As a close personal friend and a colleague I’ve known for many years, it pains me to admit this. The mainstream media are on to something: my Leader, Paul Nuttall, is a liar.
Not about Hillsborough. He’d never lie about something like that. It’s too close to him, you see. He’s reluctant to even talk about it. Hardly surprising for a 12 year old boy who witnessed the deaths of 96 people in a state of utter turmoil and one of the worst accidents to take place on British soil for generations. That kind of thing has a habit of scarring someone for life. I wish the mainstream media would shut up about that.
In fact, I’ll cut them a deal. If they lay off Paul Nuttall over Hillsborough and all that nonsense, I’ll give them the inside scoop on a politician and party leader who lies routinely on a daily basis.
The depths of depravity to which that man would sink are astonishing. Once or twice I’ve been due to meet him. “My train will be in at midday”, he promises faithfully, but it turns out not to be. His train’s been delayed, sometimes for upwards of 30 minutes – proving that to him, his word means nothing.
And do you know what? He lays the blame on other people too. Oh, it was the fault of the train company. Or there were works on the line. Once I think his tardiness was the fault of an entire city: he missed his train and blamed a traffic jam.
Then sometimes I’ll be on the phone to him, and something urgent comes up. He says ‘I’ll call you back in ten minutes’, and he gets busy. Sometimes he doesn’t call back for almost an hour. Other times, even more shockingly, he’s so busy that he doesn’t phone back at all.
The last time I was General Secretary, and Paul was Party Chairman, sometimes he’d tell me to take the day off because he thought I needed a bit of a break. But when vital, urgent work came up later in the day, do you know what he did? He phoned me and ask me to do a bit more work. That kind of whopper happens all the time with Paul Nuttall.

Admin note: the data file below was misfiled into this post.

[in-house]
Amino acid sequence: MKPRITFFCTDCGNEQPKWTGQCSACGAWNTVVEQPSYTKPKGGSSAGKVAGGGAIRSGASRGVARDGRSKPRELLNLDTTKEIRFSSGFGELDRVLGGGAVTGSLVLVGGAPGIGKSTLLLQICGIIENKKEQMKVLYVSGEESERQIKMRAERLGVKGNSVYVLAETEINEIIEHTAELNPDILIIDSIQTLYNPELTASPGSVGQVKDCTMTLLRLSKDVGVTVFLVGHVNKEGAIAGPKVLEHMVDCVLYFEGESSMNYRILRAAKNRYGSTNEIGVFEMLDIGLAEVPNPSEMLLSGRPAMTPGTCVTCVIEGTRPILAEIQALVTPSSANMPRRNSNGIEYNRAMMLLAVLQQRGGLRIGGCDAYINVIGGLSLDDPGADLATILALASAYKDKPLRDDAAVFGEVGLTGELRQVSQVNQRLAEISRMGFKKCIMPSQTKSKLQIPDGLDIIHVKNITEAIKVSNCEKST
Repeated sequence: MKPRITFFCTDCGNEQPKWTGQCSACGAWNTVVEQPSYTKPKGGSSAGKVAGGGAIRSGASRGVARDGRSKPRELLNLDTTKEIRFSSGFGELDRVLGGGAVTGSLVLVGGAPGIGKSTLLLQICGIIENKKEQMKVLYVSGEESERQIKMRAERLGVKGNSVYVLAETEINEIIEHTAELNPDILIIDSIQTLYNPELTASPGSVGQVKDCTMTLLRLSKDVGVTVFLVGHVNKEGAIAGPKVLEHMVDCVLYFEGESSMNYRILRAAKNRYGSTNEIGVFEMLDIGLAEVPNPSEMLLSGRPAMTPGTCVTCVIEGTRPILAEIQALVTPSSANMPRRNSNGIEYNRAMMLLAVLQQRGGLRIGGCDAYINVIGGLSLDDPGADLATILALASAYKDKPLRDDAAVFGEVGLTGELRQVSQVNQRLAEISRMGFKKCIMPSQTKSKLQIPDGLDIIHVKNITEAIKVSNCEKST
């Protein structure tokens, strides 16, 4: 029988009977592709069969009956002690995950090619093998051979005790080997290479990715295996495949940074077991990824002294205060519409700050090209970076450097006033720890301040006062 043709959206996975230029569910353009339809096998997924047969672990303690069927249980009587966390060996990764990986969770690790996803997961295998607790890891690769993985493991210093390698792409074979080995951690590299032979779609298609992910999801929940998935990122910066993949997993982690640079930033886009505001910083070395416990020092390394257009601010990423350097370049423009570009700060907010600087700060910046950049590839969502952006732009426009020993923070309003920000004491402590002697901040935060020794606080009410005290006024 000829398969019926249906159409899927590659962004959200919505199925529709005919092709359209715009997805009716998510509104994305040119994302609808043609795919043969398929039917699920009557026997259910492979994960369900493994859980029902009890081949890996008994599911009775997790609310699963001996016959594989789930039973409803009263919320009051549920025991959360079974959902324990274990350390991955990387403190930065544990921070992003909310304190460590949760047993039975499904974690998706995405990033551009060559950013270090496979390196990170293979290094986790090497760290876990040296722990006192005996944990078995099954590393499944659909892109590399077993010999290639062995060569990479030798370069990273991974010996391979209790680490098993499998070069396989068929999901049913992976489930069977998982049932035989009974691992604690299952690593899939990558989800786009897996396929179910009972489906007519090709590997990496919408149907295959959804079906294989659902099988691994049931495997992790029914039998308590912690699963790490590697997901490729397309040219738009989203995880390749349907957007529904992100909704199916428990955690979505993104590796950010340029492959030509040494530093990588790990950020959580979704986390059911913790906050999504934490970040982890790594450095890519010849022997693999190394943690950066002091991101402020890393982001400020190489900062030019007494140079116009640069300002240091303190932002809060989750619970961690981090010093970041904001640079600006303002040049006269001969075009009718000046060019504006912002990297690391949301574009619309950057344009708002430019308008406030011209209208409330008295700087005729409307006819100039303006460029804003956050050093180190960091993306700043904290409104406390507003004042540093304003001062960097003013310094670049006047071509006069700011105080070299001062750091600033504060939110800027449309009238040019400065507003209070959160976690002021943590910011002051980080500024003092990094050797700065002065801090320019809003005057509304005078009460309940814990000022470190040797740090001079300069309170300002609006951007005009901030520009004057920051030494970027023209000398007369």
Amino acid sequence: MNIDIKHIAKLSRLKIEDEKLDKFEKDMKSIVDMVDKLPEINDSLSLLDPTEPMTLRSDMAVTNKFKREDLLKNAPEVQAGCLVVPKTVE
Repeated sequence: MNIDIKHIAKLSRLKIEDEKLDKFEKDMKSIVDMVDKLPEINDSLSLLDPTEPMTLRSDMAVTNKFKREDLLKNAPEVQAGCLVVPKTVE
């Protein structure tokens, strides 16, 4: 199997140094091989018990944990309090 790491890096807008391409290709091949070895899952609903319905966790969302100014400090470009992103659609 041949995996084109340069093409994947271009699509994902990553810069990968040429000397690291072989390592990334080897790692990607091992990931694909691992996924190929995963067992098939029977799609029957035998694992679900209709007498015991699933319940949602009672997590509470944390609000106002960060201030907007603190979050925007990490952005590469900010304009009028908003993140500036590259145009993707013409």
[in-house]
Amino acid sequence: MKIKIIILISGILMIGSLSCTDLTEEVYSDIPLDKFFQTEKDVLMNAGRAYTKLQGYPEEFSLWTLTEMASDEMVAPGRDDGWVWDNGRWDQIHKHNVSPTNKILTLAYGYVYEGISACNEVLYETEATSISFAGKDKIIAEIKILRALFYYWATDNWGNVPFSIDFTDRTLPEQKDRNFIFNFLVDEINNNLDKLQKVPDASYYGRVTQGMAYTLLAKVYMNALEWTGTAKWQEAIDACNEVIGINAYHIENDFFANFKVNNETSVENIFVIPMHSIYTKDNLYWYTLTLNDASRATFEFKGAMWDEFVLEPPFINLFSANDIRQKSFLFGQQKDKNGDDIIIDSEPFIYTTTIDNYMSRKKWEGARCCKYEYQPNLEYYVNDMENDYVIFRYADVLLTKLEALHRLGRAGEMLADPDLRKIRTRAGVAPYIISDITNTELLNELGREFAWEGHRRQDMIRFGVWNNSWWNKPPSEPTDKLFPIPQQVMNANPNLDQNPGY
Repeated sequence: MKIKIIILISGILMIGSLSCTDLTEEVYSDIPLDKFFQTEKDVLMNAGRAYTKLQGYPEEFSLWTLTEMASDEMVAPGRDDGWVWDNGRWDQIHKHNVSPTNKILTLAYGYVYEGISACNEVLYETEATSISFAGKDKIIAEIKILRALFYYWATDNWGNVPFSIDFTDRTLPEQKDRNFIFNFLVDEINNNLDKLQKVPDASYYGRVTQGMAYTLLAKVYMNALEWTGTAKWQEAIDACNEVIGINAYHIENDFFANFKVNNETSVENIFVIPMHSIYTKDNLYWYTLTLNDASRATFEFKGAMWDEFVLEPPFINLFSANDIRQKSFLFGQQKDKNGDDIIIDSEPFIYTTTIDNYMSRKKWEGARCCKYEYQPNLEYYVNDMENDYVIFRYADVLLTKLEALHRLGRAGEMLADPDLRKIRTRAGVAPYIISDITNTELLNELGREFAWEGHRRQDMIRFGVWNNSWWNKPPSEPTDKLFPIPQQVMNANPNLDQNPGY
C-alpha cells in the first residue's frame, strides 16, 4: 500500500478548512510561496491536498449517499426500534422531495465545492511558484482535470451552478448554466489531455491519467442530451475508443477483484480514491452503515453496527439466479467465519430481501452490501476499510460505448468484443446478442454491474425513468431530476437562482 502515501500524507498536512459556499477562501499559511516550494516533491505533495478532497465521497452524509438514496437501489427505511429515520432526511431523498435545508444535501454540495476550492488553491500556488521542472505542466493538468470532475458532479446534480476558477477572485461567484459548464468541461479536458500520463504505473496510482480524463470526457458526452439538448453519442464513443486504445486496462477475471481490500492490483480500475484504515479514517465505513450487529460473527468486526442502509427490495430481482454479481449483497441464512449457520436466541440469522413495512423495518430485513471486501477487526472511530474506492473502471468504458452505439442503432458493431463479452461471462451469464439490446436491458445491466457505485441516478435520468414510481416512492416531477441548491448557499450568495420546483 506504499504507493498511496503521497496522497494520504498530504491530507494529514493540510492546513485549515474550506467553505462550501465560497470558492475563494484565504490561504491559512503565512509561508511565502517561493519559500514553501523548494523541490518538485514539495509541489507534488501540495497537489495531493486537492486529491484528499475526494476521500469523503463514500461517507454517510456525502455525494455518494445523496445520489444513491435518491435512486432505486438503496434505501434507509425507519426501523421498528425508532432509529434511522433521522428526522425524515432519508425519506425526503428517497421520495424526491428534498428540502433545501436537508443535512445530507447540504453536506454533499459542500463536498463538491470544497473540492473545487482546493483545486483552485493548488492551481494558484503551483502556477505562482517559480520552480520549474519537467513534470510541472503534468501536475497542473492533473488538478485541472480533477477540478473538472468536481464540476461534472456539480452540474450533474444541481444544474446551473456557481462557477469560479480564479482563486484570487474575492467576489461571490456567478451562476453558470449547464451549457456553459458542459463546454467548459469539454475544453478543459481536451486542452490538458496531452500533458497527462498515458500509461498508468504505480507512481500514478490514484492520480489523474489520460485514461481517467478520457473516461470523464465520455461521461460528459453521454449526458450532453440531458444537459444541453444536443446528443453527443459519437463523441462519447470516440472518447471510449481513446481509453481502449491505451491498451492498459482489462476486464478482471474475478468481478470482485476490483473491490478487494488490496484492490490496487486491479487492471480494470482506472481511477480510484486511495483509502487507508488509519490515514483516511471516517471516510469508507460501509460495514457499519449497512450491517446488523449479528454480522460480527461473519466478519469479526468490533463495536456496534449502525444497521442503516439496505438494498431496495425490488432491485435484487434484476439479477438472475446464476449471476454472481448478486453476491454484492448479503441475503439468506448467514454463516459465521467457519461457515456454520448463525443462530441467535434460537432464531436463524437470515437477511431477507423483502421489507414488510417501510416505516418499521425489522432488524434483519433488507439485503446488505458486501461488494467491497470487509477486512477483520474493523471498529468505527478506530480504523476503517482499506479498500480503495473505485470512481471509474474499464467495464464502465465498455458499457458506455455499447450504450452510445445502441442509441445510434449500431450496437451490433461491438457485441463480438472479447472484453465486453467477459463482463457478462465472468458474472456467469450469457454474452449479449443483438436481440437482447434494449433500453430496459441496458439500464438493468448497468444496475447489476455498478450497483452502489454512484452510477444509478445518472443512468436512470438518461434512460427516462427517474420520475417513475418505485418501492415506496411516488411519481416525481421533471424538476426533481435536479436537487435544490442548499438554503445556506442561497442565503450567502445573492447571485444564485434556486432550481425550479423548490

The media could have a field day with that. Hasn’t Paul Nuttall ever heard of the Working Time Directive? Oh he’ll probably find some weasel words to get out of it, like he always does, and claim that the UK has an opt-out from that Directive. That’s what this man, our Leader, is like.
It didn’t stop there either. The tissue of lies runs deeper. Once I was really depressed, and he told me that it would all feel a bit better in the morning. It didn’t. Not even a little bit. And he’d promised too.
Lies begin at home. I think it was in May 2008 (or was it ’07?) that I was across in Derby ward in Bootle, helping Paul campaign in his Council seat. “We’re going to win this”, he said, and he didn’t. He only got 38% of the vote and finished second. I was gutted. That was a promise.
That pesky politician, he’s moved house. He started in Bootle, then moved to Liverpool, and more recently to Stoke. So although Labour’s Suffolk-raised candidate Gareth Snell tweets about knowing nothing about Stoke because he doesn’t live there, Paul sneakily decides that if he’s going to represent Stoke he’d actually quite like to move into the area. Imagine that, a politician moving closer to the people he’s hoping to represent. And then having to move out of his home – just because of a few death threats and break-in attempts after his address was publicised on the national news? There’s always an excuse with Paul.
Paul’s been lying to me for a decade, and I’ve gotten used to it now. With Labour and Tory politicians, they lie about impersonal things. They lie about Brexit, about crime, about immigration, about education. You name a policy area, they’ve probably lied about it. The Liberal Democrats just say two contradictory things at the same time, so then they can claim afterwards that they were telling the truth. Then there’s the Greens. Like Lewis Carroll’s White Queen speaking to Alice, sometimes they’ll believe at least six impossible things before breakfast.
The truly insidious nature of Paul Nuttall is this: he doesn’t lie about policy like the other parties. You get lulled into a false sense of security when he tells the truth straight down the middle on every political issue there is, cutting through the spin.
By being so scrupulously honest in his job, he makes you think he’s always going to be honest in his personal life too. And then, out of nowhere, the lie will surface.
I remember he’d promised to be at the NEC meeting on time at the start of January. The whole room was expecting him, but he didn’t turn up till later. Did he admit responsibility? No. It was London’s fault. He claimed there was some kind of ‘tube strike’ or other utter nonsense. And where he led, others followed: suddenly everyone who was late was claiming the ‘tube strike’ to be the problem.
Blaming the poor downtrodden unionised employees rather than himself? That sounds like our esteemed Leader.